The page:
(Photo: Pittsburgh Channel)
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Light Rail Now!
Produced by the Light Rail Now! Publication Team
This news feature provides an ongoing Weblog of particularly significant developments in public transportation and rail transit.
15 December 2011
Opening day for Port Authority of Allegheny County's 1.2-mile-long North Shore Connector light rail transit (LRT) extension is fast approaching, reports a November 17th article in the Pittsburgh Post-Gazette.
According to the paper, the project is already 98 percent complete and "on track for the debut of passenger service" next March. A tentative date of March 25th has been announced..
Part of Pittsburgh's LRT system branded as the "T", the extension will allow trains to run from downtown Pittsburgh to the city's north side.
Project manager Keith Wargo has announced that testing of trains on the new line will begin in December. Tests using cutouts matching the profile of new LRT raiclars have already been running. to make sure there are proper clearances on the extension.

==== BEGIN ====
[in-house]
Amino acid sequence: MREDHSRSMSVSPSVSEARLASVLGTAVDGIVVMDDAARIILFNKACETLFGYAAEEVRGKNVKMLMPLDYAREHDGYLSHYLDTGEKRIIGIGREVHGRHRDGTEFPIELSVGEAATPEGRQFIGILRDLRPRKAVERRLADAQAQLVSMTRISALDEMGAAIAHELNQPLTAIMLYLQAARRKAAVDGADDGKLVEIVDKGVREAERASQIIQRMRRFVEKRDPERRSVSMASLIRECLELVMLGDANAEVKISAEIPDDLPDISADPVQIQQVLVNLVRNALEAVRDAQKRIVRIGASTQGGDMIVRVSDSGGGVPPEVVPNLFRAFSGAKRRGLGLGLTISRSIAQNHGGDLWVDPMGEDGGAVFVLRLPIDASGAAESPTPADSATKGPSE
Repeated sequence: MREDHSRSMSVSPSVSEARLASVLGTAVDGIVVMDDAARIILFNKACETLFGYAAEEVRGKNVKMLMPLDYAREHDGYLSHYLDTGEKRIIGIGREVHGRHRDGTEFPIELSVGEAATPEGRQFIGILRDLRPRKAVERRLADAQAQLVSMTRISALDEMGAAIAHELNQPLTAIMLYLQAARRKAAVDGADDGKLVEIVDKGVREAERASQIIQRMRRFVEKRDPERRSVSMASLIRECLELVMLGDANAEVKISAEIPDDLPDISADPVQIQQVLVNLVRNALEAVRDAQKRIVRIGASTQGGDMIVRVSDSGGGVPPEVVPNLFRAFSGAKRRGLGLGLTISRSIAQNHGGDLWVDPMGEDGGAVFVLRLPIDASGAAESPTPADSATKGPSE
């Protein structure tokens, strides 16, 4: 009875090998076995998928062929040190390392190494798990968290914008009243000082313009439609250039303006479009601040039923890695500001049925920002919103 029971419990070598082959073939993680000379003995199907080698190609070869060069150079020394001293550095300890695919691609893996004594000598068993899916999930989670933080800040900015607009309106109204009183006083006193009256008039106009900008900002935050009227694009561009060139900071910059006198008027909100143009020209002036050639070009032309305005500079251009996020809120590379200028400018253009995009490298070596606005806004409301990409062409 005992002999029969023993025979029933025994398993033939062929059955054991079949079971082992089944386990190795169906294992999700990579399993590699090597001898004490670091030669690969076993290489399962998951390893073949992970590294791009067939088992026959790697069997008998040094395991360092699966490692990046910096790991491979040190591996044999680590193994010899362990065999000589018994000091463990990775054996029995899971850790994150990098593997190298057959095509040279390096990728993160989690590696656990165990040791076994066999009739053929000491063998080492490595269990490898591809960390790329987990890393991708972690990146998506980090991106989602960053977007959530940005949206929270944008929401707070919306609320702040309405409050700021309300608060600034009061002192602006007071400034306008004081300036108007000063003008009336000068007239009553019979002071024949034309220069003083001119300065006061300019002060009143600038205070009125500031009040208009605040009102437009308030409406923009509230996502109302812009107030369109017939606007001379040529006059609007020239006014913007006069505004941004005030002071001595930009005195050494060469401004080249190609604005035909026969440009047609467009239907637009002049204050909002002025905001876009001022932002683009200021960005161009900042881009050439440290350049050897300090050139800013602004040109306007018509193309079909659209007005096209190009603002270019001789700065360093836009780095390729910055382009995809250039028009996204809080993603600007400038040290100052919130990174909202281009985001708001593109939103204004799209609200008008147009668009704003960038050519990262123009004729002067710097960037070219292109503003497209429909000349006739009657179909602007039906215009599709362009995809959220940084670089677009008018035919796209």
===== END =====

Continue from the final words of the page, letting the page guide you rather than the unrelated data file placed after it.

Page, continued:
"Trucks also have towed pantagraphs, the arm-like devices that connect rail vehicles with the overhead power lines, through the system" reports the Post-Gazette.
The new segment includes a new Gateway Center station, an underground station adjacent to PNC Park, and an elevated station next to Heinz Field.
"The Gateway station is 93 percent complete," reports the article, "and the Romare Bearden mural from the old station has been refurbished and reinstalled." In addition, Wargo said the two brand-new North Shore stations are more than 99 percent complete.
Light Rail Now! NewsLog
2 November 2011
"Building a downtown streetcar line is a risk worth taking" that was the assessment of an Oct. 19th lead editorial in the San Antonio Express-News, that city's major daily newspaper, with the headline "Streetcars a start toward rail future".